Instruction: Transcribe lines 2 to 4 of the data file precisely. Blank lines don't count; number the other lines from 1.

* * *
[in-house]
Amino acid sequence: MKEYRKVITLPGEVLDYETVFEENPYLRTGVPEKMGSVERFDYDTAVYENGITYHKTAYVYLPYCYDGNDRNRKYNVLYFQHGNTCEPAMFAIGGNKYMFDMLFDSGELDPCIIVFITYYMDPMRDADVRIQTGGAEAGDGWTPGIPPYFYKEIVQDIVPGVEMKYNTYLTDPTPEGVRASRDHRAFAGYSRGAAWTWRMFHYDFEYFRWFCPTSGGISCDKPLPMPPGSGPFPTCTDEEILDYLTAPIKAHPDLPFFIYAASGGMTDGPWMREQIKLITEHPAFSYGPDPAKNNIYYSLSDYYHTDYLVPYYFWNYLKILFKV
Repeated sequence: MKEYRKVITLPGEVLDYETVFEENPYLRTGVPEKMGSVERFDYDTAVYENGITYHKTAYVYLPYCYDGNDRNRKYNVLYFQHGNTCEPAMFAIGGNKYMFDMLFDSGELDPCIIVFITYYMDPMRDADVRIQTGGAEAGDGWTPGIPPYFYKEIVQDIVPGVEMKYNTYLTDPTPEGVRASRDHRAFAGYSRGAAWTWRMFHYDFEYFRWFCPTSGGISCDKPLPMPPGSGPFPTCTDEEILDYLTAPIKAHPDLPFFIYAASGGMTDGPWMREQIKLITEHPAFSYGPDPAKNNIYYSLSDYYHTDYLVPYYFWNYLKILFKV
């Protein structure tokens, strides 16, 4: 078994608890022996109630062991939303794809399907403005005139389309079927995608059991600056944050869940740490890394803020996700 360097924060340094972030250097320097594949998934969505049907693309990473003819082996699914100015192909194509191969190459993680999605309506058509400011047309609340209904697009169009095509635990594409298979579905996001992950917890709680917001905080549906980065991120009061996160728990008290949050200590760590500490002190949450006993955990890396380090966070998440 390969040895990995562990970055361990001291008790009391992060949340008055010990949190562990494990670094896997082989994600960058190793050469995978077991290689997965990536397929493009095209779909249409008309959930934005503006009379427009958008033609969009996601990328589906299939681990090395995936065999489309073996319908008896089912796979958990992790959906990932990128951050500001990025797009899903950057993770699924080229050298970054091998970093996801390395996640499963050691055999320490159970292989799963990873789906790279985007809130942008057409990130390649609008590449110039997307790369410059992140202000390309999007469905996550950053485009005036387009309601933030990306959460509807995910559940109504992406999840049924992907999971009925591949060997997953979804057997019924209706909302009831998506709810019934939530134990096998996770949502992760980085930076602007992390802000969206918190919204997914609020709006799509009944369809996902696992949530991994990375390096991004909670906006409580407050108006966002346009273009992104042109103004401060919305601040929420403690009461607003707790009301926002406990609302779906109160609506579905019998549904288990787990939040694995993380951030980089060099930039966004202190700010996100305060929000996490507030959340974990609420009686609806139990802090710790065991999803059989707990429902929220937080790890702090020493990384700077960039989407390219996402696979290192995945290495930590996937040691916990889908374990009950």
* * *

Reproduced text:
Amino acid sequence: MKEYRKVITLPGEVLDYETVFEENPYLRTGVPEKMGSVERFDYDTAVYENGITYHKTAYVYLPYCYDGNDRNRKYNVLYFQHGNTCEPAMFAIGGNKYMFDMLFDSGELDPCIIVFITYYMDPMRDADVRIQTGGAEAGDGWTPGIPPYFYKEIVQDIVPGVEMKYNTYLTDPTPEGVRASRDHRAFAGYSRGAAWTWRMFHYDFEYFRWFCPTSGGISCDKPLPMPPGSGPFPTCTDEEILDYLTAPIKAHPDLPFFIYAASGGMTDGPWMREQIKLITEHPAFSYGPDPAKNNIYYSLSDYYHTDYLVPYYFWNYLKILFKV
Repeated sequence: MKEYRKVITLPGEVLDYETVFEENPYLRTGVPEKMGSVERFDYDTAVYENGITYHKTAYVYLPYCYDGNDRNRKYNVLYFQHGNTCEPAMFAIGGNKYMFDMLFDSGELDPCIIVFITYYMDPMRDADVRIQTGGAEAGDGWTPGIPPYFYKEIVQDIVPGVEMKYNTYLTDPTPEGVRASRDHRAFAGYSRGAAWTWRMFHYDFEYFRWFCPTSGGISCDKPLPMPPGSGPFPTCTDEEILDYLTAPIKAHPDLPFFIYAASGGMTDGPWMREQIKLITEHPAFSYGPDPAKNNIYYSLSDYYHTDYLVPYYFWNYLKILFKV
């Protein structure tokens, strides 16, 4: 078994608890022996109630062991939303794809399907403005005139389309079927995608059991600056944050869940740490890394803020996700 360097924060340094972030250097320097594949998934969505049907693309990473003819082996699914100015192909194509191969190459993680999605309506058509400011047309609340209904697009169009095509635990594409298979579905996001992950917890709680917001905080549906980065991120009061996160728990008290949050200590760590500490002190949450006993955990890396380090966070998440 390969040895990995562990970055361990001291008790009391992060949340008055010990949190562990494990670094896997082989994600960058190793050469995978077991290689997965990536397929493009095209779909249409008309959930934005503006009379427009958008033609969009996601990328589906299939681990090395995936065999489309073996319908008896089912796979958990992790959906990932990128951050500001990025797009899903950057993770699924080229050298970054091998970093996801390395996640499963050691055999320490159970292989799963990873789906790279985007809130942008057409990130390649609008590449110039997307790369410059992140202000390309999007469905996550950053485009005036387009309601933030990306959460509807995910559940109504992406999840049924992907999971009925591949060997997953979804057997019924209706909302009831998506709810019934939530134990096998996770949502992760980085930076602007992390802000969206918190919204997914609020709006799509009944369809996902696992949530991994990375390096991004909670906006409580407050108006966002346009273009992104042109103004401060919305601040929420403690009461607003707790009301926002406990609302779906109160609506579905019998549904288990787990939040694995993380951030980089060099930039966004202190700010996100305060929000996490507030959340974990609420009686609806139990802090710790065991999803059989707990429902929220937080790890702090020493990384700077960039989407390219996402696979290192995945290495930590996937040691916990889908374990009950």